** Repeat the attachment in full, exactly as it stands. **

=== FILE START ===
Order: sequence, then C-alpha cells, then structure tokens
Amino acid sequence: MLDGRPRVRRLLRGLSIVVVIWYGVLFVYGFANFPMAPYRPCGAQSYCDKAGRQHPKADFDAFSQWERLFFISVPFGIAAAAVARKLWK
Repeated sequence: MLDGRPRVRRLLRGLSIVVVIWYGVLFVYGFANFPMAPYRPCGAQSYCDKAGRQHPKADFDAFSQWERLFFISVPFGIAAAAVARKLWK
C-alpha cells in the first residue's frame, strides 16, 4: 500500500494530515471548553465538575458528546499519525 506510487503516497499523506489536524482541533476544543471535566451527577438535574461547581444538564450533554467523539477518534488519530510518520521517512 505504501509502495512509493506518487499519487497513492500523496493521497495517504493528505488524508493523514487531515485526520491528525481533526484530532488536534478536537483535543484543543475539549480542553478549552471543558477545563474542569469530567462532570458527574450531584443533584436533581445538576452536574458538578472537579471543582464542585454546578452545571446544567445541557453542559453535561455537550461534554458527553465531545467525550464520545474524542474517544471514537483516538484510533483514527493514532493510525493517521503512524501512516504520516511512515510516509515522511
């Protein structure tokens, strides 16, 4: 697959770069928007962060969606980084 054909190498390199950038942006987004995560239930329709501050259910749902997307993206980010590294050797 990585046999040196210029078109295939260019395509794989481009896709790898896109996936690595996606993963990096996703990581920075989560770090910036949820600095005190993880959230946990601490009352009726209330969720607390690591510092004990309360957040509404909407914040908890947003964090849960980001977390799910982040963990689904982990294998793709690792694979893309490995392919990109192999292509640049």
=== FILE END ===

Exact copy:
Order: sequence, then C-alpha cells, then structure tokens
Amino acid sequence: MLDGRPRVRRLLRGLSIVVVIWYGVLFVYGFANFPMAPYRPCGAQSYCDKAGRQHPKADFDAFSQWERLFFISVPFGIAAAAVARKLWK
Repeated sequence: MLDGRPRVRRLLRGLSIVVVIWYGVLFVYGFANFPMAPYRPCGAQSYCDKAGRQHPKADFDAFSQWERLFFISVPFGIAAAAVARKLWK
C-alpha cells in the first residue's frame, strides 16, 4: 500500500494530515471548553465538575458528546499519525 506510487503516497499523506489536524482541533476544543471535566451527577438535574461547581444538564450533554467523539477518534488519530510518520521517512 505504501509502495512509493506518487499519487497513492500523496493521497495517504493528505488524508493523514487531515485526520491528525481533526484530532488536534478536537483535543484543543475539549480542553478549552471543558477545563474542569469530567462532570458527574450531584443533584436533581445538576452536574458538578472537579471543582464542585454546578452545571446544567445541557453542559453535561455537550461534554458527553465531545467525550464520545474524542474517544471514537483516538484510533483514527493514532493510525493517521503512524501512516504520516511512515510516509515522511
């Protein structure tokens, strides 16, 4: 697959770069928007962060969606980084 054909190498390199950038942006987004995560239930329709501050259910749902997307993206980010590294050797 990585046999040196210029078109295939260019395509794989481009896709790898896109996936690595996606993963990096996703990581920075989560770090910036949820600095005190993880959230946990601490009352009726209330969720607390690591510092004990309360957040509404909407914040908890947003964090849960980001977390799910982040963990689904982990294998793709690792694979893309490995392919990109192999292509640049």